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I have this problem: If $f: \mathbb{R} \rightarrow \mathbb{R}$ is a continuous, open surjection, must it be a homeomorphism? What about if $f$ was defined from $S \rightarrow S$ instead, where S is the unit circle?

Now, I know that if $f$ is a continuous, open bijection, then $f$ is a homeomorphism, so my plan is to show that $f$ is injective. Would I use the property of continuity that convergent sequences are mapped to convergent sequences? How would I handle the second part of the question?

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2 Answers 2

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Assuming that you are using the standard metric, injectivity can be shown as follows: Take $a,b\in\mathbb R,a<b$, such that $f(a)=f(b)$. Then $f$ attains its minimum $m$ and maximum $M$ in $[a,b]$, at $x_m,x_M\in[a,b]$, respectively. If $x_m,x_M\in\{a,b\}$, then $f$ is constant on $[a,b]$ and hence not open, contradiction. Thus, $x_m\in(a,b)$ or $x_M\in(a,b)$, and we assume the former. Then $f((a,b))=[m,M]$ (if $x_M\in(a,b))$ or $f((a,b))=[m,M)$ (if $x_M\in\{a,b\})$, but in any case, $f((a,b))$ is not open, again a contradiction. Thus, $f$ is injective and therefore strictly monotone. Now it is clear that $f$ is a homeomorphism.

For the second question consider $f:S^1\to S^1,\ z\mapsto z^2$. Then $f$ is clearly surjective. It is open, since if we take $I:=\{e^{it}\ |\ t\in(a,b)\}$, then $f(I)=\{e^{2it}\ |\ t\in(a,b)\}$. But it is not injective, since $f(1)=1=f(-1)$.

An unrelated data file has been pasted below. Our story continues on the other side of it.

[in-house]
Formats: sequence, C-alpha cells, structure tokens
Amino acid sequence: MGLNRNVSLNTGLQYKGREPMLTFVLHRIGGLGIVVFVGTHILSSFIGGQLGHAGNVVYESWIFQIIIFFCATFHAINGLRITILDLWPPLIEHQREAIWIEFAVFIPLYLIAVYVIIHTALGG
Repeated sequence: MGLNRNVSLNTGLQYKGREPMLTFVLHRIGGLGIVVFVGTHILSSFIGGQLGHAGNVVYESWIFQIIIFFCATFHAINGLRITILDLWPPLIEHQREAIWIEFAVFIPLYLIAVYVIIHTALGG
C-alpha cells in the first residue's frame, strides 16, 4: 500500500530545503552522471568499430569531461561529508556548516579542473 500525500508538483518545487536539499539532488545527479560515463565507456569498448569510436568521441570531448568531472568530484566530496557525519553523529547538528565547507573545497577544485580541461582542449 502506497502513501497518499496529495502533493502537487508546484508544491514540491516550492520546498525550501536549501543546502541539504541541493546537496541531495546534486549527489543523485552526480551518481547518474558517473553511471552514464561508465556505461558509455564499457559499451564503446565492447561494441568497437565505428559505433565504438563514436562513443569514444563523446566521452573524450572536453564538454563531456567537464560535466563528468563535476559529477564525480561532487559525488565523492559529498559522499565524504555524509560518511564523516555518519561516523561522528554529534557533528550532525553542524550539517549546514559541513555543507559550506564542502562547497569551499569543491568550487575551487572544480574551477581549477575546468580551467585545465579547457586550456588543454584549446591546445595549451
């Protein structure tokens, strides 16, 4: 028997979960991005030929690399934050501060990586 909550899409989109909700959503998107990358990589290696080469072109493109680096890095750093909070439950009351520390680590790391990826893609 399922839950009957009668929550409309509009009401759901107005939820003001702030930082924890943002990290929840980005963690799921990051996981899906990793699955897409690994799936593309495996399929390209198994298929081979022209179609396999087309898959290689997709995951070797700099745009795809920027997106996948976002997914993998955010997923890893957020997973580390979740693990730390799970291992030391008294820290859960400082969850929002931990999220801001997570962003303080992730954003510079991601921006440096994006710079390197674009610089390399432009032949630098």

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  • $\begingroup$ How about $ \mathbb R^n \to \mathbb R^n $. Is then a surjective open and continuous map also injective? $\endgroup$
    – Nemesis
    Mar 1, 2019 at 17:42
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Hint.

You're right to try to prove that $f$ is injective. In order order to prove it I would use following argument. If this was not the case, then you will be able to find two reals $x<y$ with $f(x)=f(y)$. If $f$ is constant on $(x,y)$ you're done: $f((x,y))$ is a singleton, hence close.

If $f$ is not constant, then $f$ reaches its extrema $m,M$ as it is continuous so $f((x,y))$ is not open.

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